HC Deb 31 July 1941 vol 373 cc1567-8W
Mr. Henderson Stewart

asked the Minister of Pensions whether he has considered the representations of the British Legion (Scotland) for the establishment of appeal tribunals, on lines similar to those adopted in respect of claims arising out of the last war; and what decision has been reached?

Sir W. Womersley

Yes, Sir. I explained fully to the House in the course of the Debate on the Motion for the Adjournment on 16th July why a general system of appeals to independent pensions appeal tribunals would be impracticable under the conditions of this war. The reasons have been made known to the Scottish Legion quite recently.

Viscountess Astor

asked the Minister of Pensions whether he will consider introducing a scheme of alternative pensions, such as was provided by Royal Warrant in 1919, in respect of casualties arising out of the present war?

Sir W. Womersley

No, Sir. The alternative pensions provisions of the Great War Royal Warrant proved gene rally unsatisfactory, being both difficult to administer and unsuccessful in achieving the desired results.

Major Lloyd

asked the Minister of Pensions whether any dependant's allowance is payable to a widow in receipt of a pension under the Personal Injuries (Civilians) Scheme, in respect of an in valid or mentally deficient child over the age of 15, who had been supported by the husband prior to his death; and, if not, whether he will consider the desirability of amending the scheme so as to enable allowances to be paid in such cases?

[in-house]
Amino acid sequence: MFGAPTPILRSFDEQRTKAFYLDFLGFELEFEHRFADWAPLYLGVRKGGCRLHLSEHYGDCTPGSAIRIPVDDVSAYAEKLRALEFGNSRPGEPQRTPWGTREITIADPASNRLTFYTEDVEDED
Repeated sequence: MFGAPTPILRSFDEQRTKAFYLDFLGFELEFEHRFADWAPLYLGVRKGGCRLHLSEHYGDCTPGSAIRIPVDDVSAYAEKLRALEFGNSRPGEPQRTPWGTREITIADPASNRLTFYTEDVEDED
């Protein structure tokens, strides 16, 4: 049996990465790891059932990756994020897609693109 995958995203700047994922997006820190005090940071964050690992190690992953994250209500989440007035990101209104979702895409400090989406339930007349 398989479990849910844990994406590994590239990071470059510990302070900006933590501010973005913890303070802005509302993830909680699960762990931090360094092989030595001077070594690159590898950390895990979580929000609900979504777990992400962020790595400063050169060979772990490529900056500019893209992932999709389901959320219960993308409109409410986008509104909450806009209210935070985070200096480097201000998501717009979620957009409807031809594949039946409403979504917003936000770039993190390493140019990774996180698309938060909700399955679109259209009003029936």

Sir W. Womersley

The provision made in the Personal Injuries (Civilians) Scheme for dependent children is considered to be reasonably adequate having regard to the existing facilities available for defective children out of public funds.

Colonel Carver

asked the Minister of Pensions why pensions are not allowed to dependants of seamen who may lose their lives while engaged homeward bound with a war cargo, and whose ship may founder owing to storm and tempest; and, as these men risk their lives in the country's service, will he see that adequate provision be made for dependants?

Sir W. Womersley

While the Mercantile Marine schemes make special provision for the dependants of merchant seamen who lose their lives at sea through enemy action, the results of the normal perils of their calling rightly continue to be compensated under the Workmen's Compensation Act, as in the case of other civilians employed on war work.